Sex As a Room: Our Right to the Sex We Want
Sex is a room into which we should walk in as whomever we wish, and be able to walk out as usual again. The convention that we should be ashamed of our sexuality, what it craves, that it craves anything at all, or that we should abstain from our more lascivious desires, is nonsense. No good arguments exist for it.
Now allow me to be clear, everything I am about to discuss is confined within the bounds of consenting, legal adults. But it is within this circle of reasonable restrictions that I say everything is fair game. (This of course does not include activities that seriously maim people – consenting or not.)
Whether you want to role play rape or prefer foursomes where two of your partners are dressed as alien fascists screaming the word flapjack, as long as you’ve discussed it with your partners and they’ve said go, then everything is fine.
Talking about it
Realizing these kinds of fantasies, however, means receiving consent. In order to achieve that we need to take the first step of asking, which is often the part we find most troubling. The stumbling block of broaching the topic of one’s sexual desires, even with your intimates, is one that resigns most sexual initiatives to the proverbial sarlac pit. This bizarre phobia of sex talk, no doubt a relic of religious educations, is unhealthy and distracting. Partners should be able to discuss with ease the topic of sex and how they want to do it – anything less is oppressive.
Even in the most liberal of circles, anything beyond acknowledging homosexuality, the most general masturbatory techniques, or pornography is considered inappropriate and ‘too much’. And while maybe two strangers have no reason to discuss such matters with one another, certainly friends do. If only for practical reasons we can take the edge off of sex by exchanging ideas and experiences; to learn what feels good, what doesn’t, and to learn who around us likes what we like. Maybe we’ve been missing out, or we come to find that someone else is equally interested in pouring spaghetti on themselves while giving a blowjob. Possibly a friend of yours is just as eager to begin a fuckbuddy relationship. The point here is, we won’t know unless we discuss it. These sanctions on sex talk likely exist to keep us ignorant of our options and blind to practices that are actually common.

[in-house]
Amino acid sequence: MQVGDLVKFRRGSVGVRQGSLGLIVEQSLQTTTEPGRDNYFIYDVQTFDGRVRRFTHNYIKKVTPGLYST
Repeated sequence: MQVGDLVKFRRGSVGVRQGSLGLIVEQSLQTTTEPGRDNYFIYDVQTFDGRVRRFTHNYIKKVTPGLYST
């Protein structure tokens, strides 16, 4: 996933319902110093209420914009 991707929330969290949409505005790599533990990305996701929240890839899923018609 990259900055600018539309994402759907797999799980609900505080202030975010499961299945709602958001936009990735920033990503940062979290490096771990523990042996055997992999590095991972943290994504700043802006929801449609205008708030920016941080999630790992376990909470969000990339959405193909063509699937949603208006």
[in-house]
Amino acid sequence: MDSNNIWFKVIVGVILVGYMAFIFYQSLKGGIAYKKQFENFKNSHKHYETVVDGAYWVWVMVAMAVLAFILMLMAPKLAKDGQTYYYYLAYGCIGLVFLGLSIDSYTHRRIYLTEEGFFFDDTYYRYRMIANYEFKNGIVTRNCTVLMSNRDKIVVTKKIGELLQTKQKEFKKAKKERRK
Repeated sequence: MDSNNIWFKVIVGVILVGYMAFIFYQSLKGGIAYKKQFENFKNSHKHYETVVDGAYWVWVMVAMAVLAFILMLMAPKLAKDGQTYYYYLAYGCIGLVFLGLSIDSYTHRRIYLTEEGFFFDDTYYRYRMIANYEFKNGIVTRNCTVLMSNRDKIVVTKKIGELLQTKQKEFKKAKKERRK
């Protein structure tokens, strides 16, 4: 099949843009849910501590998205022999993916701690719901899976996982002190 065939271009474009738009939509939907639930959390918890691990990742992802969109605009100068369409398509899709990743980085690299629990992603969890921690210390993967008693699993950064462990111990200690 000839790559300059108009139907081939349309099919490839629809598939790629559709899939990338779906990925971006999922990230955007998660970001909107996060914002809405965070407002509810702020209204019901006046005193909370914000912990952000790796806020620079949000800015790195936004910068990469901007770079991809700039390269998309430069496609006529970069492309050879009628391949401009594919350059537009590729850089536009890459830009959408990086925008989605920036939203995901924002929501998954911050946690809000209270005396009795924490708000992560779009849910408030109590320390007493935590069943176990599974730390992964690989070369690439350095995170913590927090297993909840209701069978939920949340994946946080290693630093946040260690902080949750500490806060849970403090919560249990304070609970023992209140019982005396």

What good arguments exist for relegating sex to the realm of whispers and backdoor exchanges? Propriety as an excuse is an obvious cop-out. Who decided that sex, essential for both happiness and propagation, is improper? And why do novels, pornography, and film greedily portray and with vigor the diversity of human sexual expression and desire if it’s innately unnatural, aberrant, or inappropriate? For something so remarkably taboo it seems to come very easily to us.
The fact is, it is all arbitrary. Like so many things in civilization it is only because someone said so and nothing more. As my friend Allie used to say, that’s weak sauce. This is also why there is no good argument for it, because there is no good reason.
If you think you’re mature enough to engage in sex in the first place then it follows that you should be able to exhaust the topic. Developed and mature sexually active people don’t cringe at the word penis or vagina. They aren’t needlessly afraid of sexual desire or the potential hazards. Pregnancy and diseases are obvious and sometimes inevitable consequences of intercourse. If the idea of getting tested for HIV or chlamydia petrifies you or the notion of pregnancy is too anxiety provoking to plan for, then you aren’t ready for sex. If condoms and lubricant cause you shame in the pharmacy, this too is a sign that you probably need to grow up.
If you’re ready to have it then you should have been ready to talk about it first. Say what you want to your partner, listen to what they want, and then proceed from there. There will be times when you want something they don’t and vice versa. In these cases, try to accommodate each other. Of course, if the notion is too uncomfortable to bear then move on but ask yourself why that is. Are there health concerns? Is it painful? Have you tried it before? If you did, did you do it with a less capable partner? Is it possible you could both experiment with something the other wants? Maybe it is a trust issue and if so, say that. Partners shouldn’t leave each other in the dark about their concerns, they are equally as valid and important as the desires.
But before you do anything you should definitely be talking. And both parties should keep an open and respectful mind to what the other says. Very few human beings have not, in the deep recesses of their secret mind, imagined sex they would feel ashamed to speak about – sex that should be shameless.
Attitudes and Ethics
I gave some examples of role playing before and it is important to remember that whatever your personal preferences or feelings, they have no bearing on what others consent to do. You can choose to not be a part of it but do not think for a moment that you have a right to police others with your discomfort. Simulating rape, abuse, or other power dynamics, are not the same as actually committing them and if this is a difficult distinction for you then you are in desperate need of an education. Objections to role playing are as ignorant of human sexuality as they are stupidly oblivious to the line between simulation and reality.
This rule is the same for art more generally. When we talk about literature, paintings, film, and video games, there are numerous themes and depictions we could object to. But even if you could argue that something is morally objectionable this does not translate to legally unacceptable.
Hefting an argument against any legal pursuit requires evidence that you and others are directly injured by it, and thus, that your freedoms are equally truncated. You may feel disgusted or emotionally discommoded, but none of these feelings should or do count as a violation of your fundamental freedoms. Feelings are not arguments. What other adults consent to do on their property is none of your business, so stop minding it.